What is it? England's second Group G match of the 2018 World Cup in Russia. Gareth Southgate's men will hope to have got their campaign off to a winning start in their opening match against Tunisia, ahead of this game against Panama, as they attempt to break a cycle of heartache and humiliation at major tournaments that has plunged the birthplace of football to its lowest ebb. A loss to Iceland in the last 16 of the 2016 European Championship was perhaps the ultimate embarrassment. Or maybe that came when England endured their shortest World Cup campaign two years earlier - only in contention for eight days. Before that, there were penalty shoot-out losses in 1990, 1996, 1998, 2004, 2006 and 2012. And before that, who could forget Diego Maradona's "Hand of God" goal that denied England in the World Cup semi-finals in 1986? It's no surprise that the nation's expectations are low heading to Russia. England may have won the 1966 World Cup, but have only reached the semi-finals of a tournament twice since then. When is it? Sunday, June 24, 2018. Where is it? Nizhny Novgorod Stadium, Nizhny Novgorod. What time is kick-off? 1pm BST. What TV channel is it on? The BBC. World Cup 2018 | All you need to know Latest team news England Gareth Southgate has named a bold World Cup squad focused on promise rather than experience. Uncapped Trent Alexander-Arnold is celebrating a maiden England call-up but Adam Lallana, Joe Hart and Jack Wilshere miss out. After months of speculation, scrutiny and conjecture, the 23 men charged with bringing the country success in Russia were revealed on Wednesday, May 16, along with the five-strong stand-by list for the tournament. England's joint second-most capped goalkeeper Hart was excluded from both lists as were Arsenal midfielder Wilshere and Southampton left-back Ryan Bertrand - but Lallana provided the biggest shock. While the Liverpool attacking midfielder has not started a Premier League match since New Year's Day, he is a favourite of Southgate. However, his lack of fitness means he has to settle with a stand-by place alongside Jake Livermore, Tom Heaton, James Tarkowski and Lewis Cook. England squad | World Cup 2018 Gary Cahill received a surprise reprieve having been excluded from March's squad - the only member of the group to have reached a half-century of caps. But the most striking inclusion is uncapped teenager Alexander-Arnold. An impressive performer in Liverpool's run to the Champions League final, the 19-year-old briefly trained with Southgate's side in March and has now been named in the senior squad for the first time. The other uncapped squad member is Burnley goalkeeper Nick Pope, having been selected ahead of 75-cap Hart to take the third spot behind Jordan Pickford and Jack Butland. Ruben Loftus-Cheek was rewarded for his fine form and versatile Fabian Delph came in after winning the title at Manchester City, despite last playing for his country in November 2015. Ashley Young, rejuvenated at Manchester United, joined Danny Rose as left-back options instead of Bertrand, who will feel hard done by considering he played a key role for Southgate. Panama The World Cup finals debutants have no injuries to report and Hernan Dario Gomez has a full-strength squad of relatively unknown but remarkably experienced players - the 24 men picked for the spring friendlies averaged 59 caps each - ready for Russia. World Cup 2018 venues What do we know about the Panama team? In a country better known for its baseball players and boxing champions, football will muscle into their territory when Panama make a first trip to the World Cup. The Central Americans aren't complete unknowns. Twice runners-up at the Concacaf Gold Cup, they qualified for the tournament in Russia by finishing ahead of the United States. That's despite the huge disparity between the countries: Panama has only 4 million people, while the US has about 320 million. Tougher challenges loom for Panama in June when Belgium and England are among the team's opponents in Group G. Roman Torres could be key to preventing Panama from leaking goals. The dreadlocked defender became a national hero after scoring the goal that clinched Panama's World Cup place, leading to a national holiday being declared. Here's a closer look at the Panama team: Coach Gomez is known for working his magic. After guiding his homeland of Colombia to the 1998 World Cup, he led Ecuador to the tournament for the first time in 2002. World Cup 2018 stadiums Goalkeepers Jaime Penedo, who started in goal in the last three qualifiers, helped the team finish second at the Concacaf Gold Cup in 2005 and in 2013, where he was named the best goalkeeper. But he has not been a regular starter recently at Dinamo Bucharest in Romania. Defenders The 32-year-old Torres of the Seattle Sounders club is trying to get back into full shape after a knee injury. He is set be joined in central defense by Fidel Escobar and Adolfo Machado. They will likely be flanked by Michael Murillo on the right and Eric Davis on the left. World Cup predictor Midfielders Gabriel Gomez and Anibal Godoy are expected to assume the defensive midfield roles. Alberto Quintero is likely to play on the left and Edgar Joel Barcenas could play on the right or in the center behind the striker to create more scoring chances. Forwards Expect a sole striker for the Belgium and England games. Gomez will have to decide on 37-year-old Blas Perez or 29-year-old Gabriel Torres, who has had a successful season with Chilean club Huachipato. Luis Tejada, known as the "Matador" for his lethal finishing, is 36 and is another aging option. Best-priced accumulators | New customer offers What are they saying? Panama coach Hernan Dario Gomez hopes his team is a "dignified rival": "I hope people enjoy it instead of criticising and destroying the dream that we've achieved. "We have played Wales, who are more or less the same style (as England). We also played against Iran, who are like Tunisia. We have knowledge of what we'll come up against.” Latest Group G table World Cup 2018 Group G What are the odds? England to win 1/5 Draw 4/1 Panama to win 12/1 What's our prediction? To avoid embarrassing defeats at the World Cup, Panama have experimented with five defenders and they limited the damage in a friendly against Denmark in March to a 1-0 loss. England have often struggled to break defensive teams down, but once the first goal goes in, expect the floodgates to open. Predicted score: England 4 Panama 0.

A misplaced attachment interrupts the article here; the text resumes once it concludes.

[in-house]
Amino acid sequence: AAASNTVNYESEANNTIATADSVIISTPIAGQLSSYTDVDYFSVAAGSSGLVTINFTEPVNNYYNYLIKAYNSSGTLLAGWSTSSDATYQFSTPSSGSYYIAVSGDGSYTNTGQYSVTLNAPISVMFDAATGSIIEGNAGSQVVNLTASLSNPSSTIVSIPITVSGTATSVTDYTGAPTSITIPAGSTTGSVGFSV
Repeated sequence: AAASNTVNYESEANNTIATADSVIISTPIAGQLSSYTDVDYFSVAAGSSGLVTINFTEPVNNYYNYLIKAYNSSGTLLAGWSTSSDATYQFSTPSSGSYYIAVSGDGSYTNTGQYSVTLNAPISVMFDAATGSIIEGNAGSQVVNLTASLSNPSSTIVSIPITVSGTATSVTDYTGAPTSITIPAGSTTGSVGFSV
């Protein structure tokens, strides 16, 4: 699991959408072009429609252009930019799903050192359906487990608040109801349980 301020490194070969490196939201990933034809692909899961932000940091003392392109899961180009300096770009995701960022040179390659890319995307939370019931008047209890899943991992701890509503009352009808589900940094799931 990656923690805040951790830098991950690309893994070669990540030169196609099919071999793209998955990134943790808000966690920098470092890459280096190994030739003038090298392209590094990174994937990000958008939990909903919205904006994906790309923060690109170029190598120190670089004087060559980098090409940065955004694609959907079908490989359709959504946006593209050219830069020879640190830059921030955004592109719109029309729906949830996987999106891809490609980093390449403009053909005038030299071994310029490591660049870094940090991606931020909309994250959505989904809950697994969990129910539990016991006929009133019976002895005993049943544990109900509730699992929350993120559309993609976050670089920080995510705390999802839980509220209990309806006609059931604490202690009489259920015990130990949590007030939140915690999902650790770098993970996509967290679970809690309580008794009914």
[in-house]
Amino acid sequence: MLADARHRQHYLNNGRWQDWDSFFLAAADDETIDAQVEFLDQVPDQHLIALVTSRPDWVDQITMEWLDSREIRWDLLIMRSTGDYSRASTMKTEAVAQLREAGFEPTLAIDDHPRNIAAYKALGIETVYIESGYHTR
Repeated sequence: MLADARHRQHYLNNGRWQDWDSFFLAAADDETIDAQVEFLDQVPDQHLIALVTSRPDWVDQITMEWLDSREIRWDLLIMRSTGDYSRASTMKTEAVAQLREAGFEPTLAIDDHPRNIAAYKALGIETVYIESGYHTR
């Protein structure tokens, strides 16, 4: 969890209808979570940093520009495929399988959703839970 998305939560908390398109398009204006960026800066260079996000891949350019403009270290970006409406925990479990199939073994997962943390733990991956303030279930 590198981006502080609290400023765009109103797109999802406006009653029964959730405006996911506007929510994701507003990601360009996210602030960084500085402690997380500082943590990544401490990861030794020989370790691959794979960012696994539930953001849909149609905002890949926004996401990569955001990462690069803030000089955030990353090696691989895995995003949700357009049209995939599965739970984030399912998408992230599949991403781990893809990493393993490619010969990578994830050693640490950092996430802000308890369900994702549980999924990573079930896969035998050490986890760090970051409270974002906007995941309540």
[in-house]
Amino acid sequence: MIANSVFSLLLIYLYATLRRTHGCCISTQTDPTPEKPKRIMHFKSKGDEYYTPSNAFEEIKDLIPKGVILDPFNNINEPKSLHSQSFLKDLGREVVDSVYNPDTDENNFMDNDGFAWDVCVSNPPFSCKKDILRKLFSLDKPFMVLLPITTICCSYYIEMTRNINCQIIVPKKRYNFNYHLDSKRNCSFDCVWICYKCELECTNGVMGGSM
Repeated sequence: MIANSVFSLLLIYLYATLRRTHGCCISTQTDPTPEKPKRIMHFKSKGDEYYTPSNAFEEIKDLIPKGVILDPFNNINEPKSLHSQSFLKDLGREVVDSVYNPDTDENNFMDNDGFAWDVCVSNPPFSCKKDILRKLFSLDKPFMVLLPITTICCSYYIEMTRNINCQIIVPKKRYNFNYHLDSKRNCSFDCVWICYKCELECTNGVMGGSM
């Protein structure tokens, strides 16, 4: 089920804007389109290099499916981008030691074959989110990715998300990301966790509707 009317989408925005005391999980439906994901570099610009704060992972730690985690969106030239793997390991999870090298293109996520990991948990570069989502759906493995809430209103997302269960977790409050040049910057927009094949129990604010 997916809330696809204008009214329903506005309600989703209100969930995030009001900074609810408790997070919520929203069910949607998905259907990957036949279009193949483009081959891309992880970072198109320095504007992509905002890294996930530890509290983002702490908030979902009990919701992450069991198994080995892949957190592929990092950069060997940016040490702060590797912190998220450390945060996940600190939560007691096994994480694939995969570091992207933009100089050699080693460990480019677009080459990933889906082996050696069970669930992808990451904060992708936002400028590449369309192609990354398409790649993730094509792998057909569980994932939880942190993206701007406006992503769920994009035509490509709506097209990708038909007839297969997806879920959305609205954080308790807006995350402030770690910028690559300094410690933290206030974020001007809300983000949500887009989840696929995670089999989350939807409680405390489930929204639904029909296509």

England vs Panama, World Cup 2018: When is England's next game, what time does it start and what TV channel is it on?